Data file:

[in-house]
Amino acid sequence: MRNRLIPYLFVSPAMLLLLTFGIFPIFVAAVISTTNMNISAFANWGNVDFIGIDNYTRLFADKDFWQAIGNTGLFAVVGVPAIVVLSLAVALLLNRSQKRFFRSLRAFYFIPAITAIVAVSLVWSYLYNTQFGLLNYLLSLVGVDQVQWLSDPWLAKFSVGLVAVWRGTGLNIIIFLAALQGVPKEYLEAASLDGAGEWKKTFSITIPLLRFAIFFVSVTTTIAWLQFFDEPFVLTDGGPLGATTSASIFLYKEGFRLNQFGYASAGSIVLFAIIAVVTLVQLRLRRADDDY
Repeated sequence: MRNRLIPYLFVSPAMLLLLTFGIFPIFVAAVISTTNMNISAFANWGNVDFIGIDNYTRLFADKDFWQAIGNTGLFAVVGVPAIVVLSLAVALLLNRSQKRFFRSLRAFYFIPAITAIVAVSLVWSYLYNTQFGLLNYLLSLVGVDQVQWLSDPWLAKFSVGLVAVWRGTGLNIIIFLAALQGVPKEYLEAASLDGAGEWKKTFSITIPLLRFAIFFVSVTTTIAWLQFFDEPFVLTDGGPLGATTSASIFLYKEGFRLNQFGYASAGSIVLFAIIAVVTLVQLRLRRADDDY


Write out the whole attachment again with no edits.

[in-house]
Amino acid sequence: MRNRLIPYLFVSPAMLLLLTFGIFPIFVAAVISTTNMNISAFANWGNVDFIGIDNYTRLFADKDFWQAIGNTGLFAVVGVPAIVVLSLAVALLLNRSQKRFFRSLRAFYFIPAITAIVAVSLVWSYLYNTQFGLLNYLLSLVGVDQVQWLSDPWLAKFSVGLVAVWRGTGLNIIIFLAALQGVPKEYLEAASLDGAGEWKKTFSITIPLLRFAIFFVSVTTTIAWLQFFDEPFVLTDGGPLGATTSASIFLYKEGFRLNQFGYASAGSIVLFAIIAVVTLVQLRLRRADDDY
Repeated sequence: MRNRLIPYLFVSPAMLLLLTFGIFPIFVAAVISTTNMNISAFANWGNVDFIGIDNYTRLFADKDFWQAIGNTGLFAVVGVPAIVVLSLAVALLLNRSQKRFFRSLRAFYFIPAITAIVAVSLVWSYLYNTQFGLLNYLLSLVGVDQVQWLSDPWLAKFSVGLVAVWRGTGLNIIIFLAALQGVPKEYLEAASLDGAGEWKKTFSITIPLLRFAIFFVSVTTTIAWLQFFDEPFVLTDGGPLGATTSASIFLYKEGFRLNQFGYASAGSIVLFAIIAVVTLVQLRLRRADDDY